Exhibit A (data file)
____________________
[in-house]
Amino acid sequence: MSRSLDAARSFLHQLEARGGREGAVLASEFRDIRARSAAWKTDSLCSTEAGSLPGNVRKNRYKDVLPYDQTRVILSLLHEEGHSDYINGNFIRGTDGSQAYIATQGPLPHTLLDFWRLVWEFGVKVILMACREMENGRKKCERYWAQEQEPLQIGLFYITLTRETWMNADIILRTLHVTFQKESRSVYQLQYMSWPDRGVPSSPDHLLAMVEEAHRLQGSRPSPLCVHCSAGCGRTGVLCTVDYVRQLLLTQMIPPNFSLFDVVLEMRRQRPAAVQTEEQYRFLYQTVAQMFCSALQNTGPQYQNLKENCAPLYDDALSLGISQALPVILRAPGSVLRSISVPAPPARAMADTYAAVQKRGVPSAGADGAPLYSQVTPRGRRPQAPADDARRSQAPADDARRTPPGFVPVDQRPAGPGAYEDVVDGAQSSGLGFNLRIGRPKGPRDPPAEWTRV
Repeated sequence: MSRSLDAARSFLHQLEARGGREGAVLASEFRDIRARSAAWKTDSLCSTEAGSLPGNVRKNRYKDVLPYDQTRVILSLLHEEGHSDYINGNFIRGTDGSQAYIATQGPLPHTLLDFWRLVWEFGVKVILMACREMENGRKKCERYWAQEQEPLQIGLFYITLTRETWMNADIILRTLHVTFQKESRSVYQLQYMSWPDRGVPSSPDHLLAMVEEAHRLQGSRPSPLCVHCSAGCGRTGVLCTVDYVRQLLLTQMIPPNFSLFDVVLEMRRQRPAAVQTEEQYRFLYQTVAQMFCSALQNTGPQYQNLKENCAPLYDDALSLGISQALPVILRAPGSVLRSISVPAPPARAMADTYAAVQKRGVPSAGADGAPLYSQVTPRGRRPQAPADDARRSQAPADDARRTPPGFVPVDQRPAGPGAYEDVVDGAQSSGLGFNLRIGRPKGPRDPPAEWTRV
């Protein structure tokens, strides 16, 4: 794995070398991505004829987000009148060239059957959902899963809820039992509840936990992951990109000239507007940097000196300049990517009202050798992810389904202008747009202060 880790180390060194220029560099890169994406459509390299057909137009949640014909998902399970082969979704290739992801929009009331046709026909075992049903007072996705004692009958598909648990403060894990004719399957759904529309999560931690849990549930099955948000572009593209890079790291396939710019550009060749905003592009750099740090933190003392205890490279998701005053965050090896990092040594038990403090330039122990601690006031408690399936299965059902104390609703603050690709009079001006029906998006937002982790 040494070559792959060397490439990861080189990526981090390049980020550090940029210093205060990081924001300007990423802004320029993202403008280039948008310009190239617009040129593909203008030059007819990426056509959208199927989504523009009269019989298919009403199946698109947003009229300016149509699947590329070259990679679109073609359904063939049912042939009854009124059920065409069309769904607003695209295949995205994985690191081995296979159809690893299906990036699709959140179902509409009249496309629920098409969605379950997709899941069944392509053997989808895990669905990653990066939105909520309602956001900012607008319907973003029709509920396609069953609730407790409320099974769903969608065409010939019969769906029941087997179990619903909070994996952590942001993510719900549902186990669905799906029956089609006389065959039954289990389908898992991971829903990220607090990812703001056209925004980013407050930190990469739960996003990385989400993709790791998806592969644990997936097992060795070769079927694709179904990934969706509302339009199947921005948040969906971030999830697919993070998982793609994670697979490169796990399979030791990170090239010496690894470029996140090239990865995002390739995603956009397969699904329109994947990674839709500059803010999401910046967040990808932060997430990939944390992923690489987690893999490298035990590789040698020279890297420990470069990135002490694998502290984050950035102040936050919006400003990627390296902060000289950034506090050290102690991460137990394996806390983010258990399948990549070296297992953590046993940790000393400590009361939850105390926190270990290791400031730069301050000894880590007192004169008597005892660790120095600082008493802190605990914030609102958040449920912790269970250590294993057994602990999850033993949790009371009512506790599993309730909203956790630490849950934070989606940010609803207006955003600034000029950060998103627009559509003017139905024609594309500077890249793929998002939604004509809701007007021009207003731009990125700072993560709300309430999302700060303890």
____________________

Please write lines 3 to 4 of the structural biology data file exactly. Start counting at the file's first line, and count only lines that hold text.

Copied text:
Repeated sequence: MSRSLDAARSFLHQLEARGGREGAVLASEFRDIRARSAAWKTDSLCSTEAGSLPGNVRKNRYKDVLPYDQTRVILSLLHEEGHSDYINGNFIRGTDGSQAYIATQGPLPHTLLDFWRLVWEFGVKVILMACREMENGRKKCERYWAQEQEPLQIGLFYITLTRETWMNADIILRTLHVTFQKESRSVYQLQYMSWPDRGVPSSPDHLLAMVEEAHRLQGSRPSPLCVHCSAGCGRTGVLCTVDYVRQLLLTQMIPPNFSLFDVVLEMRRQRPAAVQTEEQYRFLYQTVAQMFCSALQNTGPQYQNLKENCAPLYDDALSLGISQALPVILRAPGSVLRSISVPAPPARAMADTYAAVQKRGVPSAGADGAPLYSQVTPRGRRPQAPADDARRSQAPADDARRTPPGFVPVDQRPAGPGAYEDVVDGAQSSGLGFNLRIGRPKGPRDPPAEWTRV
């Protein structure tokens, strides 16, 4: 794995070398991505004829987000009148060239059957959902899963809820039992509840936990992951990109000239507007940097000196300049990517009202050798992810389904202008747009202060 880790180390060194220029560099890169994406459509390299057909137009949640014909998902399970082969979704290739992801929009009331046709026909075992049903007072996705004692009958598909648990403060894990004719399957759904529309999560931690849990549930099955948000572009593209890079790291396939710019550009060749905003592009750099740090933190003392205890490279998701005053965050090896990092040594038990403090330039122990601690006031408690399936299965059902104390609703603050690709009079001006029906998006937002982790 040494070559792959060397490439990861080189990526981090390049980020550090940029210093205060990081924001300007990423802004320029993202403008280039948008310009190239617009040129593909203008030059007819990426056509959208199927989504523009009269019989298919009403199946698109947003009229300016149509699947590329070259990679679109073609359904063939049912042939009854009124059920065409069309769904607003695209295949995205994985690191081995296979159809690893299906990036699709959140179902509409009249496309629920098409969605379950997709899941069944392509053997989808895990669905990653990066939105909520309602956001900012607008319907973003029709509920396609069953609730407790409320099974769903969608065409010939019969769906029941087997179990619903909070994996952590942001993510719900549902186990669905799906029956089609006389065959039954289990389908898992991971829903990220607090990812703001056209925004980013407050930190990469739960996003990385989400993709790791998806592969644990997936097992060795070769079927694709179904990934969706509302339009199947921005948040969906971030999830697919993070998982793609994670697979490169796990399979030791990170090239010496690894470029996140090239990865995002390739995603956009397969699904329109994947990674839709500059803010999401910046967040990808932060997430990939944390992923690489987690893999490298035990590789040698020279890297420990470069990135002490694998502290984050950035102040936050919006400003990627390296902060000289950034506090050290102690991460137990394996806390983010258990399948990549070296297992953590046993940790000393400590009361939850105390926190270990290791400031730069301050000894880590007192004169008597005892660790120095600082008493802190605990914030609102958040449920912790269970250590294993057994602990999850033993949790009371009512506790599993309730909203956790630490849950934070989606940010609803207006955003600034000029950060998103627009559509003017139905024609594309500077890249793929998002939604004509809701007007021009207003731009990125700072993560709300309430999302700060303890």